CORVALLIS - For a preview of a tremendous earthquake and tsunami in the Pacific Northwest, take a look at Southeast Asia's recent disaster, an Oregon State University natural hazards expert said.
"Geologically-speaking, Sumatra is directly analogous to the Oregon Coast," said Jim Good, an OSU professor of oceanic and atmospheric sciences and director of OSU's Marine Resource Management Program.
In the Pacific Northwest, the Cascadia Subduction zone, a 600-mile long underwater fault zone that runs from Cape Mendocino in California to central British Columbia, is a virtual twin to the 600-mile long fault that snapped recently offshore in Indonesia.
"We could expect a similar 600-mile long and 50-mile wide break zone here; they are very similar regions," said Good, who spent more than 15 years with OSU's Oregon Sea Grant in coastal hazards management, including work on reducing earthquake and tsunami hazards in Pacific Northwest ports and harbors.
"Earthquakes and tsunamis pose significant threats to Pacific Northwest coastal port and harbor communities," Good said. "We have done as good a job in hazard preparedness as any coastal state in the U.S., but we have to continue to educate people and improve all aspects of readiness.
"This is the absolute, ultimate, teachable moment," Good said. "But that education work needs to be sustained into the future too, and that is the real challenge.
A large earthquake along the coast could trigger multiple landslides, knock-out utilities such as power and telephone services, as well as buckle roadways and runways. A subsequent tsunami, which could hit the coast in as little as 15 minutes following a local quake, could build waves topping 30 feet hitting the coast at speeds of 20 miles per hour or more.
In some onshore areas, primarily along the northern Oregon Coast, the land could drop two to three feet, increasing the risk from high water, while in other areas, there could be a rise in elevation.
The walls of water could threaten the coast for eight hours or more, with some of the larger waves actually occurring hours after the first wave hits the shore, Good said. In addition to damaging structures and other improvements, the flood of seawater could have profound effects on the natural environment, destroying habitat for marine and land plants and animals.
As the water rushes back to sea, logs, rocks, beams, even materials such as oil, fuel and other toxic debris could rush back with it, causing further damage. Dock facilities, bridges, ships and boats, as well as coastal developments could sustain significant damage and the chance of loss of life is high.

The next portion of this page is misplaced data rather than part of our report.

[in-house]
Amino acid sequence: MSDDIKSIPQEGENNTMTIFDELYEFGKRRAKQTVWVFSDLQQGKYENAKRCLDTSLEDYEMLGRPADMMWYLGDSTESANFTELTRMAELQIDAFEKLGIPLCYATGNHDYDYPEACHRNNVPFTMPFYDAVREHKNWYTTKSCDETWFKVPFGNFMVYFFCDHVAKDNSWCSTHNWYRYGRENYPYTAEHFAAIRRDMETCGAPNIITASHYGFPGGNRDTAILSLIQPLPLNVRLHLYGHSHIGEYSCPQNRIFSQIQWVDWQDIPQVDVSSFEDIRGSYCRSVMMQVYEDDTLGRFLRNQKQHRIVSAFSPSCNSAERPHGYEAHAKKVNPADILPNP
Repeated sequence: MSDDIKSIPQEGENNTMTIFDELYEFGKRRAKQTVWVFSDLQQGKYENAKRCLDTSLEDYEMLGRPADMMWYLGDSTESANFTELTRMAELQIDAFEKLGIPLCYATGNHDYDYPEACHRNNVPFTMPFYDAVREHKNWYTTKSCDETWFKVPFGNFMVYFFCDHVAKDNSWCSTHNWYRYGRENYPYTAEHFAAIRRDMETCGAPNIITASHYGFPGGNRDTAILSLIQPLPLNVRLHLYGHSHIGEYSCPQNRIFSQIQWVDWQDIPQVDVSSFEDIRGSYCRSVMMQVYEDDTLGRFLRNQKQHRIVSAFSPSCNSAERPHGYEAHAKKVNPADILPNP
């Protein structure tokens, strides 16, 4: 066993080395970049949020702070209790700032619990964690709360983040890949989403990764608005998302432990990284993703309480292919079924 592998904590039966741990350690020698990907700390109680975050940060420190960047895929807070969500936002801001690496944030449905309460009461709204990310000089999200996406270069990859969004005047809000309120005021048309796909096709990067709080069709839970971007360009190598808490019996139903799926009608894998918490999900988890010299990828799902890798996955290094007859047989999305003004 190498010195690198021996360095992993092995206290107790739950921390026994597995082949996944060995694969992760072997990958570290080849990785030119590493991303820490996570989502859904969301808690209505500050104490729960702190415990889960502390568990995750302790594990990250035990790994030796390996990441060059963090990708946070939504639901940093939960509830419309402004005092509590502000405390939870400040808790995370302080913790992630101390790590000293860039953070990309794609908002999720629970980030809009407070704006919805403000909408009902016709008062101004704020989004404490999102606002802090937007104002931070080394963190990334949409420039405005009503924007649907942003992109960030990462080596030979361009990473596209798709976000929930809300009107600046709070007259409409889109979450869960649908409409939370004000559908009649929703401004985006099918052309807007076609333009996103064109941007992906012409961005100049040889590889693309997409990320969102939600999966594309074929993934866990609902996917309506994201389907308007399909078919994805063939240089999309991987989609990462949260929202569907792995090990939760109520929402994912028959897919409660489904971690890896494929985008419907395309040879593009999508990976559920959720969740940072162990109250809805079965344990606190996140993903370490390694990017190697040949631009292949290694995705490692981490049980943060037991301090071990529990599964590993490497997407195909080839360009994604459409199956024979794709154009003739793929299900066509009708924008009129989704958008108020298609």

"Think of the video footage you've seen on TV recently," Good said. "That's what it could be like here."
While scientists and emergency managers are already planning a "Tsunami Summit" this spring to build on progress already made on earthquake and tsunami science and readiness, researchers and community leaders shouldn't delay work to continue to improve safety in the coastal regions, he said.
"What needs to be done is to take stock of the progress that has been made, based on earlier recommendations, see what work remains to be done, and get to work."
Good said a great deal of progress has already been made along the Oregon coast. Tsunami hazard zones, evacuation routes and safe gathering spots are clearly marked by distinctive blue and white signs. Government, business and local residents have worked to craft recommendations to save lives and limit property loss, including warning systems, critical facility relocation, structural retrofitting, and emergency operations plans targeted for specific sectors of the community.
On a statewide level, the Oregon legislature will do doubt be taking another look at tsunami preparations, Good said. For example, state officials will analyze the failed 2003 bill drafted by Springfield legislator Sen. Bill Morrisette.
That proposal, Senate Bill 650, would have required the Oregon Office of Emergency Management to enhance the region's tsunami warning information and evacuation plans, requiring lodging facilities to provide information on tsunami hazards and response to their guests.
"Inherent problems lie in minimizing the risk on one hand, and hyping it on the other," Good said. "Keeping the 'scare factor' down, while at the same time keeping up awareness and readiness is an ongoing challenge."
While geologic records document that 300 years ago there was a great earthquake where huge tsunamis slammed into the Pacific Northwest coast, no researcher can say when another disaster will strike - whether in the next hour or the next 1,000 years.
"It's just human nature. It's difficult to get excited about something that might happen 1,000 years into the future. Although I never quite made Eagle Scout, I do remember the motto - 'be prepared.' We can do that."